A beta reader is someone who reads your novel – usually after you’ve done several drafts and before it’s been copy-edited or proofread – and who offer their perspective from the point of view of a general reader.
Some writers use fans as beta readers, others use friends and family (always a bad idea; seriously, don’t do it). However, more and more writers are turning to paid beta reader services these days.
If your budget doesn’t stretch to a full developmental edit, then paying a few beta readers to read your novel then collating their comments can be a really useful and affordable alternative to get the feedback you want. Sure, in an ideal world, we’d all get a developmental edit, but frankly with some developmental editing costing upwards of 2K for a full-length novel, it’s not an option for a lot of people when you also factor in copy-editing, proofreading, book cover design, advertising, etc.
The feedback you’ll get from beta readers won’t be nearly as in depth as a developmental edit, of course. And one crucial difference is that a beta reader WON’T offer you solutions to the problems with your manuscript where a developmental editor will. What beta readers will do is give you an idea of the strengths and weaknesses of your writing and hopefully give you a better sense of what you need to work on. But it’s up to YOU to fix the problems in your book.
To avoid generic feedback, you should consider sending your beta readers a list of questions in advance. You want to avoid asking yes/no questions too much, as these aren’t likely to garner much useful feedback. I’ve compiled a list of useful beta reader questions, broken down into categories.
30 Questions to Ask Your Beta Readers
How gripping did you find the opening? Did it immediately hook your attention or did it take a few pages for you to get into the story?
If not at the opening, at what point did you become truly hooked by the story? (If you were hooked at all.)
What were your general impressions on the first few chapters?
If you picked the book up in a library/bookshop/on your Kindle, would the first page make you want to read on?
Did you find the plot predictable or surprising?
Did you feel there was enough conflict in the story? Were the stakes high enough?
Was the climax believable or predictable?
Did you find any elements of the plot confusing? Were there any obvious plot holes you noticed?
Did any of the conflict seem contrived?
Did the story get bogged down in the middle? Did the story seem to grind to a halt at any point?
Was the ending emotionally fulfilling?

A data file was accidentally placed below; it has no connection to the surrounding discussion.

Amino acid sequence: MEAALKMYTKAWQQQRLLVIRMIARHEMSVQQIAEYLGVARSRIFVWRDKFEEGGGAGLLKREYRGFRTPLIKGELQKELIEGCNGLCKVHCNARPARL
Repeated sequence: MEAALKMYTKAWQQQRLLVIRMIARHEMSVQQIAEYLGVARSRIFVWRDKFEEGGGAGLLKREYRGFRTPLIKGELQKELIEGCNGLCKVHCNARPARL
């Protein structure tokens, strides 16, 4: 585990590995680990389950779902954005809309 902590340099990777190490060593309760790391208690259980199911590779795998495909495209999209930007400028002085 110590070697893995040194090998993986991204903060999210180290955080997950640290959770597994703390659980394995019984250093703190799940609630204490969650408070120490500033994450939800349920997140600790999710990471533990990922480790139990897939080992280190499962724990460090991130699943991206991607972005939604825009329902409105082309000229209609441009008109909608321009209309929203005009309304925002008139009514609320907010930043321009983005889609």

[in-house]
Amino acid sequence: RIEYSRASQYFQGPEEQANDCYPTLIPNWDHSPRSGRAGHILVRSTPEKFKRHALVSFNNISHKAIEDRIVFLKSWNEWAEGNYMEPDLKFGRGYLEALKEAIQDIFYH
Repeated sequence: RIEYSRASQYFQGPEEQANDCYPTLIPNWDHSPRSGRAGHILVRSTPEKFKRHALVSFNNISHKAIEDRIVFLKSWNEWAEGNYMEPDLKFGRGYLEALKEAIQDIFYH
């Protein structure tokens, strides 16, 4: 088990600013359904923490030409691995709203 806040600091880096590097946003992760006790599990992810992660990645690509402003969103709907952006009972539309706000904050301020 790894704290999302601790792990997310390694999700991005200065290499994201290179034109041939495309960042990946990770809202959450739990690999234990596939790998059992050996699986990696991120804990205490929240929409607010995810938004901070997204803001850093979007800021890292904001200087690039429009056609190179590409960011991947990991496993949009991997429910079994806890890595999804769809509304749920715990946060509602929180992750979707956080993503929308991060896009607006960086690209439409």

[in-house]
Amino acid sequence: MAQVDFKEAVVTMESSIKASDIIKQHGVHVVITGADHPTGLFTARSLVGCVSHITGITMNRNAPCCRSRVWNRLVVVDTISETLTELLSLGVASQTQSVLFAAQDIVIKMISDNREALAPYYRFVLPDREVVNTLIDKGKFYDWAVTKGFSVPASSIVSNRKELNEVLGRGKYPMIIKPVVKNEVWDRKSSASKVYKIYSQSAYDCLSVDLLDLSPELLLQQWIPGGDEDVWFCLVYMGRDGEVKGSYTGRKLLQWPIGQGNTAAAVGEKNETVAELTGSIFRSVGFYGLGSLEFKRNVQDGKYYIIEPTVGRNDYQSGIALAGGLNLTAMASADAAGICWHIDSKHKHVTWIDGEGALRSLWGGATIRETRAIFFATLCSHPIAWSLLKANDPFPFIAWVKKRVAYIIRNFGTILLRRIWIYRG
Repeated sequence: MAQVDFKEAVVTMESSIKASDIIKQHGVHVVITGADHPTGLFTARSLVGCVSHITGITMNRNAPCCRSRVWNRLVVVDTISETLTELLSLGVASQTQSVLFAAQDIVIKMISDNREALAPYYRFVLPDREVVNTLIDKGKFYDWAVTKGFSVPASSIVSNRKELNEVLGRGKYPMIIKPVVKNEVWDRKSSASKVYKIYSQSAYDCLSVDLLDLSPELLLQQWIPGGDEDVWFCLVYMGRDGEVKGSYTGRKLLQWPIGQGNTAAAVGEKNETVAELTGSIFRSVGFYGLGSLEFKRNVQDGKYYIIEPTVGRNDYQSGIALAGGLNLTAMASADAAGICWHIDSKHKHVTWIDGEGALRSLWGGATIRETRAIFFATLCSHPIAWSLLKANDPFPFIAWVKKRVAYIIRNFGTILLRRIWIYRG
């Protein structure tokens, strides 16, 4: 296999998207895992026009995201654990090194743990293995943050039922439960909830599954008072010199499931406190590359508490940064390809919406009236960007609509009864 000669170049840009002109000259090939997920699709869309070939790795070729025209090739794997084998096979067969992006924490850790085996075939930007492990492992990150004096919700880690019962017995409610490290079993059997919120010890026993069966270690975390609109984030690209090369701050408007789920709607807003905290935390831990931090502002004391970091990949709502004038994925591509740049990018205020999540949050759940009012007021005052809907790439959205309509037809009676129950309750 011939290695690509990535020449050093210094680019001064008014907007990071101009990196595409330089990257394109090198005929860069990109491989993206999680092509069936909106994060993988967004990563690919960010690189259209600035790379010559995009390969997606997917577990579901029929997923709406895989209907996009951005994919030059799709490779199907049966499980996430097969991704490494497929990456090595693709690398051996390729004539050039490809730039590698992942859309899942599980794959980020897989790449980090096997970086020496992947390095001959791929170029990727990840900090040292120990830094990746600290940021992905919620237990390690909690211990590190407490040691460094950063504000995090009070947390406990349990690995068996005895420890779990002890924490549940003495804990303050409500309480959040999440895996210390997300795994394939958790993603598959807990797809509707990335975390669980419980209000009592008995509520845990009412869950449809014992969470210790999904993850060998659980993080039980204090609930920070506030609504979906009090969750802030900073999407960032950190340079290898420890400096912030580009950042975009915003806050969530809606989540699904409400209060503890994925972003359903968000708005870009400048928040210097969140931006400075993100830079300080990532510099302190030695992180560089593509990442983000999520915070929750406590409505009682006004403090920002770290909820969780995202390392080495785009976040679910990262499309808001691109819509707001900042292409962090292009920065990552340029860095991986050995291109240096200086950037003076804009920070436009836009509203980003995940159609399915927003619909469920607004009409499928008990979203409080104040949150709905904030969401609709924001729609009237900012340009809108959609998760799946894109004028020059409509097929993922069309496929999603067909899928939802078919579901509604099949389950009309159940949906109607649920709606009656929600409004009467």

Which character were you most invested in, and why?
Which character were you least invested in, and why?
Did you ever get certain characters mixed up? Did you forget who any of the characters were?
Were there too many characters or too few?
Did you feel the main character grew sufficiently throughout the story?
Were there any side characters you would have liked to have seen more of?
Were there characters you’re itching to know more about?
Did the villain come across as cartoonish? Were their motivations clear?
Were the relationships between the characters believable?
Were you confused about any of the characters’ motivations?
Did the dialogue sound natural or stilted?
Were there any conversations you found dull or unnecessary?
Did the characters have distinctive voices or did they all sound the same?
Were you able to follow action scenes – who was doing what, etc. – or did you find yourself confused?
Did the story have a strong sense of place?
Did you feel you were immersed in the world/location?
What genre do you think the book fits into?
Was the book too long/too short?
If you were reading the book of your own free will, would you have finished reading it or DNF’d it?
To avoid overloading your beta readers with questions, you might want to pick out a dozen or so of the most relevant to your novel from the list above. If you know characterisation is your weak point, for example, then it makes sense for you to focus your questions around that issue.
Feel free, too, to tailor the above questions to your own book, for example instead of “Were you able to follow the action scenes?” ask “Were you able to follow the action scene in Chapter 18 with character X and Y fighting on the mountaintop?”
Melanie Kirk is a line editor, copyeditor and proofreader and an Intermediate Member of the Chartered Institute of Editing and Proofreading (CIEP). If you are interested in her editing services, you can get in touch with her at email@example.com